Minnesota lawmakers and other advocates for a more open relationship with the island say the Trump administration’s approach moves Cuba policy backwards.
Miguel Fraga, the first secretary of the Cuban Embassy in Washington, D.C., is in Minnesota giving a series of talks on developing relations between Cuba and the U.S.
Make no mistake, even as Fidel Castro improved the lot of the poor and made education and health care free for all, he made a mess of the Cuban economy.
Trump’s announcement was a setback for politicians, including members of Minnesota’s congressional delegation, who would like to see a new approach to U.S.-Cuban relations.
Sen. Amy Klobuchar and Rep. Tom Emmer are big proponents of changing U.S. policy toward the island, but they had differing views on how recent developments affect reform’s chances.
On the list of U.S. military actions over the last century, Cuba pops up seven times, starting with the 1898 Spanish-American War.
Americans oppose the continuation of the embargo by a large margin. Congress might be starting to notice.
A thaw in relations has made it easier for Americans to travel to Cuba than ever before. But there are still some catches.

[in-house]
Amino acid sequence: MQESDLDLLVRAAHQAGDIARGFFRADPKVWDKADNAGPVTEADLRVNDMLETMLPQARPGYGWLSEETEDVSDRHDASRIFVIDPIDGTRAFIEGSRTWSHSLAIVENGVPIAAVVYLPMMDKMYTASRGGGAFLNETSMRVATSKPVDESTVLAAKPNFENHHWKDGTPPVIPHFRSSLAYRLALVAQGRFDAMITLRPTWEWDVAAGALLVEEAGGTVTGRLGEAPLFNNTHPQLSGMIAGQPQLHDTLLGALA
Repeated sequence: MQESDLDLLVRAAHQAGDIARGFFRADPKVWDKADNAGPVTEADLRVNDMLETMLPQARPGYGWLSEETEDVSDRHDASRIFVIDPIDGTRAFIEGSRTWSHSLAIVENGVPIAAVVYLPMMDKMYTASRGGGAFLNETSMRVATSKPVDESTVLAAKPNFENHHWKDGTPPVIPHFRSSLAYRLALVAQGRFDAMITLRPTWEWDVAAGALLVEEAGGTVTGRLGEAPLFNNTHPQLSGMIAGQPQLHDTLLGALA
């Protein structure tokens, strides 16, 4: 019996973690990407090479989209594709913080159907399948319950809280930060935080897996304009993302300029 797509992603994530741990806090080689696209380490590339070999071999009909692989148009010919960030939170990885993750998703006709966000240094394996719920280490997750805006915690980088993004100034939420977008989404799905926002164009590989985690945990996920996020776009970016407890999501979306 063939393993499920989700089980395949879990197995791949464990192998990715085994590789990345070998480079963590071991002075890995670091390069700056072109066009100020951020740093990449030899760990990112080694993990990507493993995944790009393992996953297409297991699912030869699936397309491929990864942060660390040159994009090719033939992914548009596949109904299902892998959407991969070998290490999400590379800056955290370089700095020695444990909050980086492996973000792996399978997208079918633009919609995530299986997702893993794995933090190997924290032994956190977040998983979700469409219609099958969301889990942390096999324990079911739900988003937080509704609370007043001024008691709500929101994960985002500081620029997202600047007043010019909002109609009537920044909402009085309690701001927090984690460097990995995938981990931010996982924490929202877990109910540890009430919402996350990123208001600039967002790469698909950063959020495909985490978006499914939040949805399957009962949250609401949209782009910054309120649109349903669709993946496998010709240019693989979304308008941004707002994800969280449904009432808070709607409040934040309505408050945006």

Nolan visited Cuba — and met with Fidel Castro — as part of a negotiating team during his first stint in Congress in the ’70s. He was back this week, along with President Obama.
A decrepit state-run economy is rarely dismantled without a lot of dislocation, corruption and unhappiness.
Minnesotans, if nothing else, are a practical people. Living through eight months of winter leaves most of us with little patience for anything that’s clearly not working.
Any question, on any aspect of Cuban life, will eventually bring you back to the basic fact of the Revolution.
“Hello, my name is Vladimir,’’ read the tag on a black terrier mix dozing inside the entrance of the Museum of Silverwork, near the Plaza de Armas.
I wanted to see the island one more time before the U.S. travel ban lifts, and my countrymen start pouring in. And they will – we will – because Cuba has always been a magnet for Yankee tourists and Yankee interests.
The 10th anniversary of Hurricane Katrina and its tragic aftermath offers a teaching opportunity. Cubans know that natural phenomena like hurricanes need not result in social catastrophes.
Klobuchar is the sponsor of a bill to officially lift the trade embargo on Cuba.
Since the thaw in relations that followed an unexpected prisoner swap late last year, Minnesota’s representatives have wasted no time getting involved in Cuba policy.
Ending the embargo will likely require a grass-roots political campaign to end a U.S. policy that has only harmed the people of both countries.
The orchestra’s trip will one day pay dividends we cannot even imagine now. This tour was a game changer.
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